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20 Comments

20 Comments

  1. Adam @ SitDownDisco

    March 25, 2013 at 5:21 PM

    Yeah, would definitely have left out some of those gadgets. A bit of duplication there. Of course would have tried to rationalise clothing too. Anything to get that weight down to avoid injury!

    • Cole Burmester

      March 25, 2013 at 5:46 PM

      The gadgets were pretty vital to me and didn’t mind lugging it around. Probably could have sacrificed a couple of items of clothing though to get it under 10 kgs for sure!

  2. Jose

    March 26, 2013 at 12:13 AM

    I´ve done it with a 22 ltrs weigthing 7 kilos backpack and believe me it´s a completely different expereince. You walk and walk with no pain.

    • Cole Burmester

      March 26, 2013 at 8:54 AM

      If I was blogging then I definitely would have had it under 7 kgs. The problem was my camera equipment and tablet. But they were necessary for what I was planning. Hopefully will return in the future and do it with basically nothing.

    • OCDemon

      March 30, 2013 at 12:20 AM

      I’ve gone that small and it was the greatest thing ever. No one believed me.

      • Cole Burmester

        March 31, 2013 at 9:16 AM

        Packing light is the best way to travel! Especially if you are walking the Camino de Santiago!

  3. Jonathan Look, Jr.

    March 26, 2013 at 4:47 AM

    Looks like a pretty complete list to me. I looked for missing items but after the third time double checking your list it was always there. Looking forward to the stories.

    • Cole Burmester

      March 26, 2013 at 8:53 AM

      Haha thanks Jonathan. Was a bit skeptical about taking it all, but better being over prepared than under prepared.

  4. Michael

    March 26, 2013 at 5:24 AM

    That’s quite a collection of stuff. Good to see what others bring in their travels though.

    • Cole Burmester

      March 26, 2013 at 8:51 AM

      It’s amazing how much stuff we carry without realising it. Only by laying it all out did I gey to see the full kit for the Camino de Santiago.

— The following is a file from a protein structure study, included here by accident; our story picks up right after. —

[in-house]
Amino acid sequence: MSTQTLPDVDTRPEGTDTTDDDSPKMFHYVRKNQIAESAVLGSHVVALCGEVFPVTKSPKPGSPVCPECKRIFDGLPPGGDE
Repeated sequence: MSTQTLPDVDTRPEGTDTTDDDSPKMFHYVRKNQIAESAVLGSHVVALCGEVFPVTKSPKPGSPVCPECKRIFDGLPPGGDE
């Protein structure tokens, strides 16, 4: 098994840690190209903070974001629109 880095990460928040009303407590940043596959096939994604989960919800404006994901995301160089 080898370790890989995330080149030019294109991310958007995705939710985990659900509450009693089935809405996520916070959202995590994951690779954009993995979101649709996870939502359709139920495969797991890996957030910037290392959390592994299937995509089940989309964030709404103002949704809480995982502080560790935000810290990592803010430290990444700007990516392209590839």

5. Sebastian @ Off-The-Path.com

    March 26, 2013 at 9:48 AM

    Interesting stuff mate! Really interesting to see what other people pack for such trips…

    • Cole Burmester

      March 26, 2013 at 12:17 PM

      That is the same backpack I travelled around Italy and Spain with for 2 months as well last summer. Definitely recommend nothing bigger than carry on in Europe!

  6. Paddy Waller

    March 26, 2013 at 11:26 AM

    Nice practical guide.Brought back some great memories.You’re right. For most people the tablet probably would have been a leave behind item but logically not for you. I did the whole of The French Way from Roncesvalles in 2010( I also wrote a post about it) and started with 10kgs and managed to get down to 8 and a half kgs after a few days. I gave some stuff away and carried less water as there were loads of fountains etc

    • Cole Burmester

      March 26, 2013 at 12:20 PM

      Very true about the fountains Paddy! I found I ended up just carrying a half-full water bottle most of the time but made sure I filled it regularly. Definitely were some longer stretches though which I wouldn’t want to be caught out in the middle of the summer heat. Apparently some of the wells also run dry over summer.

  7. Matthew Hirtes

    March 26, 2013 at 11:50 AM

    I’ll be packing soon for my Rota Vicentina trip. Great post, Cole. Thanks for the tips.

  8. Audrey | That Backpacker

    March 27, 2013 at 8:08 AM

    Your backpack looks like a good size for 2 weeks. I’ve only been backpacking a month and I’ve already had to send stuff home *several* times…still learning. 🙂

    • Cole Burmester

      March 27, 2013 at 10:23 AM

      I used it for 2 months around Europe as well last summer. Definitely ideal for backpacking although I am about to start travelling again with my 65L pack… Not excited at all about carrying it haha.

  9. Endri Hasanaj

    May 22, 2013 at 2:06 PM

    You have such an amazing way with words Cole.
    My wife is from Spain (Granada) and we are planning on going and walking “Camino de Santiago”

    Great tips though